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Friday, 13 November 2015

Editorial: Five Video Games That Need Sequels

Editorial: Five Video Games
That Need Sequels.

Today I passed a man dressed as a Xenomorph. He was singing, and I was afraid.

So, anyway, video game sequels, right? For some reason - the absence of a loving god perhaps - we are burdened with yearly Call of Duty games, yearly Assassin's Creed sequels, and no less than two totally unasked for sequels to Final Fantasy XIII. But it seems like the video games that actually should get sequels, that really need them, never end up actually getting any.

Here's five video games that we think need sequels, which is odd because I spend at least half of this editorial talking about how awful the majority of these games are.

Alan Wake.

"Didn't you absolutely pan Alan Wake?" You might ask, owing to the fact that I described it as 'clunky, irritating and extremely frustrating' and spent eight hundred plus words talking about how much I hated it, and that's true, I despise that game and it is one of the worst things I've ever played. I hope the company that made it stops making games just as soon as they've made a full-length Alan Wake 2, and no, I am not counting American Nightmare and it disgusts me that you would think that I would, for shame.

The thing is that Alan Wake ended on a cliffhanger, and I don't like cliffhangers. If you don't know that you're definitely getting a continuation, don't end your story on a cliffhanger. If you end your story on a cliffhanger, I want a sequel, so that I can proceed to hate every moment of it and then pronounce that it was an unsatisfying conclusion to the aforementioned cliffhanger. I need that. I deserve that.

Also, I have never been more productive than when I was playing Alan Wake, because it introduced me to a whole new level of procrastination in which I was doing work in order to avoid doing my leisure activity.

L.A. Noire.

L.A. Noire was a great game that I hope to never play again, because while it was interesting and a genuinely unique concept, it's not what I would exactly describe as fun. Playing it felt much like an actual police investigation, which is unfortunate because 'a fun experience for your free time' is not a phrase any police detective has ever or will ever use to describe homicide investigations.

Still, it was a unique idea that has not been reproduced since, and that's a shame. I understand why: I imagine that rendering Greg Grunberg's twitching, liquid face in full motion capture is not only an expensive process, but a terrifying and emotionally scarring one, but I would still very much like to see one. Maybe without any former Heroes actors.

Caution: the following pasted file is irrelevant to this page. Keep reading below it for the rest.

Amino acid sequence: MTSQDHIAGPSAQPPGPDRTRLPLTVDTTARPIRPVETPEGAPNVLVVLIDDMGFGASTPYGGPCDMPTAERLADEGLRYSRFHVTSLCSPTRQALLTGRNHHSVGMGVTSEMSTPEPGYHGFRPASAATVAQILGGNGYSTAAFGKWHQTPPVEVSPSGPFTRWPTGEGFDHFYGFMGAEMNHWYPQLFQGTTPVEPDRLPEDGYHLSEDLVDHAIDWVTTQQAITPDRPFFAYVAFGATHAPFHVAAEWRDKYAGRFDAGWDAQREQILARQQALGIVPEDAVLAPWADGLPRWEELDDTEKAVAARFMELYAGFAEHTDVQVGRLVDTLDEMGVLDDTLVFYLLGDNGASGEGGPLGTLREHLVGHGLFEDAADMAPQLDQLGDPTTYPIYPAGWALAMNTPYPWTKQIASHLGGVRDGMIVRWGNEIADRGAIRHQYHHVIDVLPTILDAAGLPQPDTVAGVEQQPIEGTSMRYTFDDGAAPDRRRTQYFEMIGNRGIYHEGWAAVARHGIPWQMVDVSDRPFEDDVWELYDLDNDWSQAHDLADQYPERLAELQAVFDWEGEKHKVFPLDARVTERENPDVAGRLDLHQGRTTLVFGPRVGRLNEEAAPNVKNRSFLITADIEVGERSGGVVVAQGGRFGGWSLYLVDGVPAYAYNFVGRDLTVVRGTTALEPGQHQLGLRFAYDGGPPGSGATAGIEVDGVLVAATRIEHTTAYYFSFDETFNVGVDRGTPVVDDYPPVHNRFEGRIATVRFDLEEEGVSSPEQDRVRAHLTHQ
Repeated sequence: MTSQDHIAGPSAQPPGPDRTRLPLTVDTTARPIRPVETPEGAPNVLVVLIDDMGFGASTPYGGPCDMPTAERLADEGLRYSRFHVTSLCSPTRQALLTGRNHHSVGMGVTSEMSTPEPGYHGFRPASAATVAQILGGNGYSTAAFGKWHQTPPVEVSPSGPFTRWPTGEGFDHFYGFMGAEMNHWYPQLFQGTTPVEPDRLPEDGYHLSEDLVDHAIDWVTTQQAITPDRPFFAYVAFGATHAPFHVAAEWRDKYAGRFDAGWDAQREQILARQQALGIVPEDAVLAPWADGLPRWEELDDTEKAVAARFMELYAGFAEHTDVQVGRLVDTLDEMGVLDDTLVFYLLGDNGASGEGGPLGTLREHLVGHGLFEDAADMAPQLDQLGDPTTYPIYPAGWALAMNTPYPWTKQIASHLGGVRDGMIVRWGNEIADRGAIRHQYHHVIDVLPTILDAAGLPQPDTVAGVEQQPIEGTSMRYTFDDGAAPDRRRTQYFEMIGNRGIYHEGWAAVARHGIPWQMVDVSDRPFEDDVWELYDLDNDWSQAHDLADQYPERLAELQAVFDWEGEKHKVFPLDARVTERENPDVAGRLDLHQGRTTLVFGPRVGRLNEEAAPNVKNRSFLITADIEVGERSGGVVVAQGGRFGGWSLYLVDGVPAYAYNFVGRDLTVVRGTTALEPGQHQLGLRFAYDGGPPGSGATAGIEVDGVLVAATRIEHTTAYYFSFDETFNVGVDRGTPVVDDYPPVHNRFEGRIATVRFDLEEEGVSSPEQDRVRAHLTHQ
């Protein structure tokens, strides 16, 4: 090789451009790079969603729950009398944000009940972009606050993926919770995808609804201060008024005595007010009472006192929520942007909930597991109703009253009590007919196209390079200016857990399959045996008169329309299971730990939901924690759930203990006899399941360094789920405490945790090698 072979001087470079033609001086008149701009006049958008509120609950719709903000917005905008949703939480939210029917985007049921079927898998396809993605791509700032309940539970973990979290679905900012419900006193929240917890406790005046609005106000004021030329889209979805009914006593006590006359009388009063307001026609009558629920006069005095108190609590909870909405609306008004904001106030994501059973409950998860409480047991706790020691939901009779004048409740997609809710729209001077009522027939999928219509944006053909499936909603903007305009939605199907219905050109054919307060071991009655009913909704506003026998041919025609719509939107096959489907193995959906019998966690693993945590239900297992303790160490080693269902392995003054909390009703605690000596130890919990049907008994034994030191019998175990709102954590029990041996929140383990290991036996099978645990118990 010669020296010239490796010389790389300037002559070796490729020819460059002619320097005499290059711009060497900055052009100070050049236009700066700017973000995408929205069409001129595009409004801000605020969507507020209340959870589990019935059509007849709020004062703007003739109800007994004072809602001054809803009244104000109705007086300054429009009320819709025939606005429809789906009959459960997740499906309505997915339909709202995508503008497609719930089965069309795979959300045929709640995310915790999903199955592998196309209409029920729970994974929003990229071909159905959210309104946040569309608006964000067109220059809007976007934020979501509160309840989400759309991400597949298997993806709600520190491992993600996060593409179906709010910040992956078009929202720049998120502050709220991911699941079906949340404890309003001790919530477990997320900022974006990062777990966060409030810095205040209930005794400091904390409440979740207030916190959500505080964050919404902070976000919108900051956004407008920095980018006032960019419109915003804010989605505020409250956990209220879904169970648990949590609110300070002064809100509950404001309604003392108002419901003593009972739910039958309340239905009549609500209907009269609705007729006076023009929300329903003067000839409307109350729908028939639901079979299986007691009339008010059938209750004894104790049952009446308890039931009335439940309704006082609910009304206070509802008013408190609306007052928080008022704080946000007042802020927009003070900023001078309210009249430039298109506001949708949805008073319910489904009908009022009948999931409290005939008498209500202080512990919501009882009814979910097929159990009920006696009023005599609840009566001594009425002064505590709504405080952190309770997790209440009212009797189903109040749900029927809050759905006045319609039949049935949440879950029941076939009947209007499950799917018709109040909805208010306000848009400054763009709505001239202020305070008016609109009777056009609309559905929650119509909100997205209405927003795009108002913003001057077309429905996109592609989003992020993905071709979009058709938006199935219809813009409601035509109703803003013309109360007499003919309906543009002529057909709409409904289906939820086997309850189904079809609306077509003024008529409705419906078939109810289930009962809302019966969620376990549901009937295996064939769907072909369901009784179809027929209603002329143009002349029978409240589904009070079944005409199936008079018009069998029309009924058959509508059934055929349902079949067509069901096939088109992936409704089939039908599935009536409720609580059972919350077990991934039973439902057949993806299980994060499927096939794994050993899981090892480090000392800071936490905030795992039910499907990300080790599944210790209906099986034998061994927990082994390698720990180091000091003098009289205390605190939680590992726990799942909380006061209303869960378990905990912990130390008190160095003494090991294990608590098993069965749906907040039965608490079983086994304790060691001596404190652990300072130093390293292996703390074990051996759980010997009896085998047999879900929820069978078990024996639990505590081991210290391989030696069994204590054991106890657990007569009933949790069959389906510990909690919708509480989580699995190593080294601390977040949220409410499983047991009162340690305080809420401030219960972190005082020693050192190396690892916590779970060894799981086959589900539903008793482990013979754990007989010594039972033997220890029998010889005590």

Also, by the time that I finished the game I was just getting good at the car chases and managing not to murder half the population of Los Angeles while chasing down some guy who'd, say, stolen somebody's handbag, and it'd be a shame for those skills to go to waste.


Much like L.A. Noire, Vanquish was also a unique and interesting concept, but unlike L.A. Noire, I actually really enjoyed Vanquish. It was frenetic, exciting, hectic, and the action - which was equal parts absurd, awesome and stressful - never let up. It remains one of my absolutely favourite games. Also, like Alan Wake, it ended on a cliffhanger, and that's definitely not acceptable.

A Vanquish sequel wouldn't even have to change the gameplay much: Refine it a bit, add a couple of new features, and throw in a dozen new enemies and some new bosses, and you'll have a pretty amazing game on your hands.

Get on it, Platinum Games, Bayonetta 3 can wait a few years.

Star Wars: Knights of the Old Republic.

Star Wars: Knights of the Old Republic is an excellent game, and Knights of the Old Republic 2 probably would have been an excellent game if it hadn't been released only half finished, and then only patched to have little things like an ending a decade later.

For some reason, though, despite the fact that approximately everyone wants a sequel to these two games, the only sequel we've gotten is MMO The Old Republic, which is bad news if you don't like MMOs, but worse news if you do like MMOs and actually put yourself through the torment of playing it. We're here for you. We acknowledge your pain.

If LucasArts - well, Disney now - wanted to, they could probably hire Obsidian or Bioware to do a proper, third game in the series, and it would rake in enough profits for them to freeze George Lucas in carbonite like we always wanted.

Alpha Protocol.

While I personally really enjoyed Alpha Protocol, many people say that it was a terrible game, for a couple of reasons: It didn't include all the promised features, there was essentially no point in putting points into anything other than hand-to-hand combat, the protagonist was a bit bland, and also it was terrible in every single conceivable way and every moment that anyone had to play it was burning, screaming agony.

I did still really enjoy it, though. Love that game.

I think Obsidian Entertainment, who have grown older and wiser under the tutelage of their benevolent parents, Bioware and Bethesda, are now in a position to put together a much better version of Alpha Protocol that addresses all of the problems people had with it, by which I mean an entirely different game with absolutely no similarities to the original, but a vague spy theme thrown in somewhere.

Beta Protocol, maybe. Could be fun. 

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